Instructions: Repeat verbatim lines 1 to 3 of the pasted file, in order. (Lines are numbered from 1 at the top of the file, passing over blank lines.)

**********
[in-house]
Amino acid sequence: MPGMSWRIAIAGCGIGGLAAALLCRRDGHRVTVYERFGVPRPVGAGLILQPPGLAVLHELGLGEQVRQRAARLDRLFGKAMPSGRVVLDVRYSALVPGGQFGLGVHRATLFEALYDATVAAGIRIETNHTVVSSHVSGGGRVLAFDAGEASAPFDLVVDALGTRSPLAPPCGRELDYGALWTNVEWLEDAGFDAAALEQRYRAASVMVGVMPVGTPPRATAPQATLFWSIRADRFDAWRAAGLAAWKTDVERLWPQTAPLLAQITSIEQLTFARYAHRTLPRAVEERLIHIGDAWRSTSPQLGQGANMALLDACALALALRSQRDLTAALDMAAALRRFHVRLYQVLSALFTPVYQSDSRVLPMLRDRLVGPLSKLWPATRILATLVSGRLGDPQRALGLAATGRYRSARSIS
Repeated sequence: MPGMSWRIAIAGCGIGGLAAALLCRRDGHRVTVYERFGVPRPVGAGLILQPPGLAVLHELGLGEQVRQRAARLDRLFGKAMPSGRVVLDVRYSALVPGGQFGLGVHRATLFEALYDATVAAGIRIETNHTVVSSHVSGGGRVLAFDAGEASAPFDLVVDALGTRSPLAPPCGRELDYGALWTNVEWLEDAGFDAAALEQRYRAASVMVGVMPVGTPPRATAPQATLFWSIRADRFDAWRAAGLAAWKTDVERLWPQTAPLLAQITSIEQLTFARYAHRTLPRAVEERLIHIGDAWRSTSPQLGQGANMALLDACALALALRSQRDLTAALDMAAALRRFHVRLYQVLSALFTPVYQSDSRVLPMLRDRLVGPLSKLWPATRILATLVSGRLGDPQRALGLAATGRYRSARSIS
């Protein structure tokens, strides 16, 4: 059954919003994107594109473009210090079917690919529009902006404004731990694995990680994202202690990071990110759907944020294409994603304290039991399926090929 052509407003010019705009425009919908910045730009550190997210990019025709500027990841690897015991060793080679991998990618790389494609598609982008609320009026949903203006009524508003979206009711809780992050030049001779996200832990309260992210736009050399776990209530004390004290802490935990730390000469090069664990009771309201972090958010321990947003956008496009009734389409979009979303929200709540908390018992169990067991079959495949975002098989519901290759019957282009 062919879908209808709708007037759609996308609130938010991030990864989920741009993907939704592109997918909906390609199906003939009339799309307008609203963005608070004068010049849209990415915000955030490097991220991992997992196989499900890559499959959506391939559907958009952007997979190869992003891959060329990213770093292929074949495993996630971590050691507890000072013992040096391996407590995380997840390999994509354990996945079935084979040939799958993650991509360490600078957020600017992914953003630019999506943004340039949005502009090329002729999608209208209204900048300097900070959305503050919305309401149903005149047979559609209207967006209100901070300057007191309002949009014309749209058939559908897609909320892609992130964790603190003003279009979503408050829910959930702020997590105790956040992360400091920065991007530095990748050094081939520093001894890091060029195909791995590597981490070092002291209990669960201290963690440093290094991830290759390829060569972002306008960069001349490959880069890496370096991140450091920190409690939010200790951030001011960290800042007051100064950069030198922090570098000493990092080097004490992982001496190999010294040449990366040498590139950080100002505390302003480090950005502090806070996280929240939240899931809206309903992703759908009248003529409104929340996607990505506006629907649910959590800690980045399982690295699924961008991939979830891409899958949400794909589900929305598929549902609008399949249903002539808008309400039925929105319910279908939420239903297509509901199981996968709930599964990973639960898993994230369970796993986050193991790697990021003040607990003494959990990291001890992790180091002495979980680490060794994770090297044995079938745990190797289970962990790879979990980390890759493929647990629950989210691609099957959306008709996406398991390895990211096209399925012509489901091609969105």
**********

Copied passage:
[in-house]
Amino acid sequence: MPGMSWRIAIAGCGIGGLAAALLCRRDGHRVTVYERFGVPRPVGAGLILQPPGLAVLHELGLGEQVRQRAARLDRLFGKAMPSGRVVLDVRYSALVPGGQFGLGVHRATLFEALYDATVAAGIRIETNHTVVSSHVSGGGRVLAFDAGEASAPFDLVVDALGTRSPLAPPCGRELDYGALWTNVEWLEDAGFDAAALEQRYRAASVMVGVMPVGTPPRATAPQATLFWSIRADRFDAWRAAGLAAWKTDVERLWPQTAPLLAQITSIEQLTFARYAHRTLPRAVEERLIHIGDAWRSTSPQLGQGANMALLDACALALALRSQRDLTAALDMAAALRRFHVRLYQVLSALFTPVYQSDSRVLPMLRDRLVGPLSKLWPATRILATLVSGRLGDPQRALGLAATGRYRSARSIS
Repeated sequence: MPGMSWRIAIAGCGIGGLAAALLCRRDGHRVTVYERFGVPRPVGAGLILQPPGLAVLHELGLGEQVRQRAARLDRLFGKAMPSGRVVLDVRYSALVPGGQFGLGVHRATLFEALYDATVAAGIRIETNHTVVSSHVSGGGRVLAFDAGEASAPFDLVVDALGTRSPLAPPCGRELDYGALWTNVEWLEDAGFDAAALEQRYRAASVMVGVMPVGTPPRATAPQATLFWSIRADRFDAWRAAGLAAWKTDVERLWPQTAPLLAQITSIEQLTFARYAHRTLPRAVEERLIHIGDAWRSTSPQLGQGANMALLDACALALALRSQRDLTAALDMAAALRRFHVRLYQVLSALFTPVYQSDSRVLPMLRDRLVGPLSKLWPATRILATLVSGRLGDPQRALGLAATGRYRSARSIS